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Q&A: "Mistakes Will Continue to Happen When There Isn’t Transparency"

Stephen de Tarczynski interviews MAHVISH RUKHSANA KHAN, U.S lawyer

MELBOURNE, Oct 3 2008 (IPS) - Not many people want to spend time at Guantánamo Bay. But while studying law at the University of Miami in 2005, Mahvish Rukhsana Khan became outraged to learn of the lack of rights afforded detainees in the "war on terror" and was keen to get involved.

Mahvish Rukhsana Khan. Credit: Scribe Publications

Mahvish Rukhsana Khan. Credit: Scribe Publications

Discovering that lawyers at Philadelphia-based Dechert – a firm representing fifteen Afghan detainees at Guantánamo – did not have anyone with a security clearance who spoke Pashto, the daughter of Afghan émigrés to the U.S. offered her own language skills. The firm accepted and Khan was to soon find herself at the world’s most controversial prison.

Her experiences of working as an interpreter at Guantánamo have now been collated in her recently-released book, titled ‘My Guantánamo Diary: The Detainees and the Stories They Told Me’.

Khan currently represents a Guantánamo Bay detainee. She visited Australia in September to attend the Brisbane Writers’ Festival and while there spoke to IPS correspondent Stephen de Tarczynski via telephone.

IPS: In ‘My Guantánamo Diary’ you say that "the prison camp’s very existence is a blatant affront to what America stands for." Can you tell me what you mean by that? Mahvish Rukhsana Khan: There were detainees who were denied basic constitutional rights that America was founded upon. They were never charged and held indefinitely, for sometimes up to seven years. They were denied attorneys, held without being charged, not given an impartial trial and denied the basic rights that every alleged rapist and murderer in America has.

IPS: Is that sense of injustice what inspired you to offer your services to assist lawyers? MRK: That is what inspired me. I felt outraged. I was a law student at the time studying Guantánamo Bay and the concepts that I was studying in law school were not being applied in this case. I felt that the institution of Guantánamo was created to weasel around these cornerstone legal principles imbedded in our constitution. That is initially why I wanted to get involved. I was also just baffled at how Washington policy makers were debating the legality of these medieval torture techniques – once-upon-a-time it was [called] Chinese water torture and today in America it’s water-boarding. But it’s all the same.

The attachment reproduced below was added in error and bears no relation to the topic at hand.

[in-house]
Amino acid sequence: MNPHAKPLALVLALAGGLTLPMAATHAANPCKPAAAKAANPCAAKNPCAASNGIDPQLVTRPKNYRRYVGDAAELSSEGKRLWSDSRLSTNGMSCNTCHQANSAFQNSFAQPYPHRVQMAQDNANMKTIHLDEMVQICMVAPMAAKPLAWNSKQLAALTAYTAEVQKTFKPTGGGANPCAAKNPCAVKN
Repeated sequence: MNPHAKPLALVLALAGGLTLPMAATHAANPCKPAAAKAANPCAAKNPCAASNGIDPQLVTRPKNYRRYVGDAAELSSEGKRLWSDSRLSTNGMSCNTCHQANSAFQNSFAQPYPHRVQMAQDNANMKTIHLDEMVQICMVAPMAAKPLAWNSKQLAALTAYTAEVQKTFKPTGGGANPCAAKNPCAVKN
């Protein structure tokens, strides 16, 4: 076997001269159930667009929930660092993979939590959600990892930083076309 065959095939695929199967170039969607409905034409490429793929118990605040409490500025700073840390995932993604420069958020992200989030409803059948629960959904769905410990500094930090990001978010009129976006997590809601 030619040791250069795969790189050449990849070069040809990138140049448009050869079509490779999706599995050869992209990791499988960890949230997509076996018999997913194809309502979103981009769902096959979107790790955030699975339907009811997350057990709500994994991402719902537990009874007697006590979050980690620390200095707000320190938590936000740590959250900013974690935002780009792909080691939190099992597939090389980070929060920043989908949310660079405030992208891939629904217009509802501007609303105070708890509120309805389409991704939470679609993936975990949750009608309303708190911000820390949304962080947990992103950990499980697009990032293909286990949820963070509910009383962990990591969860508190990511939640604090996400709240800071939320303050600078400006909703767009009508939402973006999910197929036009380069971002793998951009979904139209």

IPS: Were you shocked by what you saw the first time you visited Guantánamo Bay? MRK: The first time I went I was nervous and scared. I was expecting to meet somebody who was Taliban or al-Qaeda or somebody who wouldn’t necessarily want to sit down with me because I was a woman. [I was] fully expecting to meet the worst of the worst or a bomb-making terrorist. I was scared.

On the first trip, I met a paediatrician who [now] works for the U.N. to help the new democracy in Afghanistan. His wife was an economist and he was a Shiite Muslim, which are a persecuted minority under the Taliban. He fled the Taliban to neighbouring Iran and yet there he was being accused of working for the Taliban. It made no sense.

Dr. Ali Shah [Mousovi] was accused of fighting against the Soviets several decades before. It was backed by the U.S. and he was awed that he was being accused of that while he was at Guantánamo.

And the second guy I met on that trip was an eighty-year-old paraplegic who was brought to Guantánamo Bay on a stretcher. Neither of these men had been charged with any criminal activities.

IPS: Your book reveals both mental and physical abuse that detainees were subjected to. Was this something that you were prepared for? Was the situation different to what you had imagined it would be? MRK: I had heard a lot about torture, but it was different in the sense that when you hear an eighty-year-old paraplegic who can’t walk and can't see very well, who is shackled to the floor by his slow and immobile leg, talking very uncomfortably about being beaten and having his arm broken and being stripped naked in front of women, it takes on another meaning.